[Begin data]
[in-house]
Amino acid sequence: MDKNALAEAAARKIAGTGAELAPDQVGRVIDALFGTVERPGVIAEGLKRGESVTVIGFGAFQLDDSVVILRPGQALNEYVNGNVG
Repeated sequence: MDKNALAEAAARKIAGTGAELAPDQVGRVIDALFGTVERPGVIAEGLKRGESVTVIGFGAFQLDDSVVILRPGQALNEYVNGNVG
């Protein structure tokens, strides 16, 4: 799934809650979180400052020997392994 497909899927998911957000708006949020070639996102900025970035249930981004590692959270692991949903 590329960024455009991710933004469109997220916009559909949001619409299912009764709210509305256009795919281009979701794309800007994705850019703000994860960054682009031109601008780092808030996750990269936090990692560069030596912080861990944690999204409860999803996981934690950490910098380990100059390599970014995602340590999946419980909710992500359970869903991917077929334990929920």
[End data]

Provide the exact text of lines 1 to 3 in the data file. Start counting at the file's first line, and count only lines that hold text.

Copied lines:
[in-house]
Amino acid sequence: MDKNALAEAAARKIAGTGAELAPDQVGRVIDALFGTVERPGVIAEGLKRGESVTVIGFGAFQLDDSVVILRPGQALNEYVNGNVG
Repeated sequence: MDKNALAEAAARKIAGTGAELAPDQVGRVIDALFGTVERPGVIAEGLKRGESVTVIGFGAFQLDDSVVILRPGQALNEYVNGNVG